At the center in which I worked recently, “Singing Circle” was a non-negotiable part in the school routine. It came right before lunch. Children would call out, as lunch was being brought up from the kitchen, “Lunch is here!”, smelling the meatloaf and sweet potatoes. But keeping to the schedule, the teacher leading that day would say, “We have five minutes! Let’s sing another song”. Each teacher was able to plan her/his own ideas for singing circle, but children quickly found out who was leading each day and put in requests, which were usually put in the schedule. Aiken Drum, and Tooty-ta were popular. But so was Laurie Berkner’s The Story of My Feelings (usually sung along to the CD), and Puff the Magic Dragon! Singing sweetly, leaning on teachers, or sitting in laps, the children and teachers partook of one of the oldest traditions of humankind: Singing together as a community.

There are centers that use YouTube videos, and other recorded music, for their programs. "Head, Shoulders, Knees and Toes" is a staple, along with "Going on a Bear Hunt.: But where is the individualized, personal song sharing? Who sings to children so that, eventually, they will learn the song and join in? The more nuanced, slightly more difficult songs get short shrift because teachers fear the children will not “get” them, or that they themselves will look bad. Searching your heart for those songs that move you, or excite you, may be where you will find a gem that children look forward to singing.

The songs you choose needn’t be educational (not that I’m against that). I knew a teacher who asked her threes to lay down while she dimmed the lights and sang Peter, Paul and Mary’s “Leaving on a Jet Plane”, right before they went home! These threes learned every word of the lyrics, and sang along. Another teacher sang old American folk songs, finding the lyrics from internet searches, such as Tingalayo (without the cute YouTube video!), Old Susanna, This Land is Your Land, and Bought me a Cat. Often using a drum for attention getting, I did scat with the children, introducing it to them with Scat Like That (are you in for a treat, if you teach them to scat), sang the Abiyoyo song while I recited the story, and loved to do Girl and Boy Scout songs (‘My Mom, she gave me a penny, and Oh, I wish I were a little round orange). A teacher, who happened to be African-American, brought delightful game/songs to our somewhat Lilly-white school, such as Little Johnny Brown. Her instrument? A tambourine!

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Posted by on in Early Childhood

Many years ago, teaching pre-k students about stories, and story structure, it occurred to me that since my students sang their made-up songs in dramatic play, I should share the grown-up version of stories that are sung. That is how teaching opera to young children was born in our classroom. The opera by Englebert Humerdinck, Hansel and Gretel, was one I’d sung in the past. It is usually performed during the holidays, ostensibly for children (though I defy any adult to fall asleep while watching it). The story itself is problematic for early childhood classrooms. A mother/step-mother who wants her children to die so that the couple has enough to eat? A witch who turns children into cookies? The original tale is a typical Brothers Grimm tale, based on many word-of-mouth versions going back to a famine in fourteenth century Germany. To our modern sensibilities, it is a terrifying story. The wonderful James Marshall’s comic version is one children enjoy, but at the end, the step-mother is still dead. Reading this version to children one year, a boy pronounced this turn of events, “Good!” (Good riddance to a bad mommy?). Older school-age children will enjoy comparing all of the versions, but for preschool, Beni Montresor’s version is best. And it is identical to the opera libretto.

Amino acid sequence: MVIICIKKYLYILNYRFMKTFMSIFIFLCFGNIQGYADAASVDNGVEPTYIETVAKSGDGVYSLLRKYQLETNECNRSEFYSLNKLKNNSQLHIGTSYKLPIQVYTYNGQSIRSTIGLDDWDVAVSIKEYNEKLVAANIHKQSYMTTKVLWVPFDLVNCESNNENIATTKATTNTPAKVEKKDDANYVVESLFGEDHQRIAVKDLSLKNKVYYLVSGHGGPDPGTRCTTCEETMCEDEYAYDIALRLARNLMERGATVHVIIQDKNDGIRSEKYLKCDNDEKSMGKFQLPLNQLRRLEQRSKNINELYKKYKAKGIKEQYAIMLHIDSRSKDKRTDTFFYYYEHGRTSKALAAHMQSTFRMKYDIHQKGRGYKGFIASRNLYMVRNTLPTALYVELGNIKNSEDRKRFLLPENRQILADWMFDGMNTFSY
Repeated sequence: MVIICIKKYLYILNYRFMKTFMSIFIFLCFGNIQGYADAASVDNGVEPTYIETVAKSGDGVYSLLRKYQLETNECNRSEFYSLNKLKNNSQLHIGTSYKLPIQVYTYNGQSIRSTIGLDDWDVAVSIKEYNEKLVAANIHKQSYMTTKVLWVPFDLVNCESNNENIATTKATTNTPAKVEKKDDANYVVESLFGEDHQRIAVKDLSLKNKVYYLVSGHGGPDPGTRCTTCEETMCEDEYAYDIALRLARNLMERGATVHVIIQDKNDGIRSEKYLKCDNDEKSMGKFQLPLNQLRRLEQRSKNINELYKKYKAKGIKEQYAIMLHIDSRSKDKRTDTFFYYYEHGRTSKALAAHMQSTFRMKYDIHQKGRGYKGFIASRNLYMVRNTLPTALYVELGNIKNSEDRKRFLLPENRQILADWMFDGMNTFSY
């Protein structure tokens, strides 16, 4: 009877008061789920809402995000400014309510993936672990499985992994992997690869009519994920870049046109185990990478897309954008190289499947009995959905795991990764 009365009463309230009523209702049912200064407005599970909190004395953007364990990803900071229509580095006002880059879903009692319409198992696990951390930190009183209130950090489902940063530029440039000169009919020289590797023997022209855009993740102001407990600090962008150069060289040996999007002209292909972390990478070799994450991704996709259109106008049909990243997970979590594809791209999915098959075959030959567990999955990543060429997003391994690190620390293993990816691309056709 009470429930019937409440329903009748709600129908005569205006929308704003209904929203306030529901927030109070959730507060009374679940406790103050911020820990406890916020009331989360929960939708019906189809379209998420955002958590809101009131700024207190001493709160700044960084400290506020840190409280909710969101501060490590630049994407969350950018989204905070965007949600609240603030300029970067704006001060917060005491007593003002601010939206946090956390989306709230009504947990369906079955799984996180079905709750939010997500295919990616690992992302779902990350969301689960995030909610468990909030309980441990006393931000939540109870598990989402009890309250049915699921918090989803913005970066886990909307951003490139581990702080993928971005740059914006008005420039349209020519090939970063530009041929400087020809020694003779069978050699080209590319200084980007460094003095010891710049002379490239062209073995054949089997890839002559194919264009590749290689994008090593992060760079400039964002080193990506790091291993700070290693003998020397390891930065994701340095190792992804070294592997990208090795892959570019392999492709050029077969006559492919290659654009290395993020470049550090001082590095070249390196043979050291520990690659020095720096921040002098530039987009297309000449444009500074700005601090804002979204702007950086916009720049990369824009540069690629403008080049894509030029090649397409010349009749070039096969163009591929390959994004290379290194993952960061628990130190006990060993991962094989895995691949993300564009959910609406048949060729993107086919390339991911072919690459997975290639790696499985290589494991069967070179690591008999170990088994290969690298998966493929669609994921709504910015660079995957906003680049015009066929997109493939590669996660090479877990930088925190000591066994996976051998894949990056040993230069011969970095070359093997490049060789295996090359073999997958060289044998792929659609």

Here is a very brief synopsis: A poor mother sends her children out to pick wild strawberries because of their need for food. The children get lost and sleep in the forest, protected by the friendly animals (children in costume), and angels. Here is the scene in the opera which will illicit conversation about feelings of sadness, loss, and how we sometimes need a good sleep to overcome these feelings. Hansel and Gretel find the witch’s delicious house, and meet the old, seemingly friendly woman who owns it. The story proceeds from there as it usually does.

The witch’s character is usually played for comedy, sometimes in even in drag, softening the horror of a witch who eats gingerbread children. After Gretel pushes the witch into her own oven, the other children that were liberated from witch enchanted cookie forms (played by the Met Children’s Chorus in my recommended DVD), and Hansel and Gretel, celebrate, singing and dancing with gusto. The mother and father sing themselves in from the wings, and they joyously reunite with Hansel and Gretel. There couldn’t be a more satisfying ending, provided you don’t mind the children’s chorus ripping the witch/cookie apart and pretending to eat her. Our children loved this part! The storybook and opera prepare children for the themes of overcoming hardship with ingenuity, and the ultimate triumph of love over adversity.

I have always shown the DVD (VHS years ago) in twenty minute installments, making sure to pause and discuss what is happening, and listening to comments and questions. Children have amazing observations to express and discuss.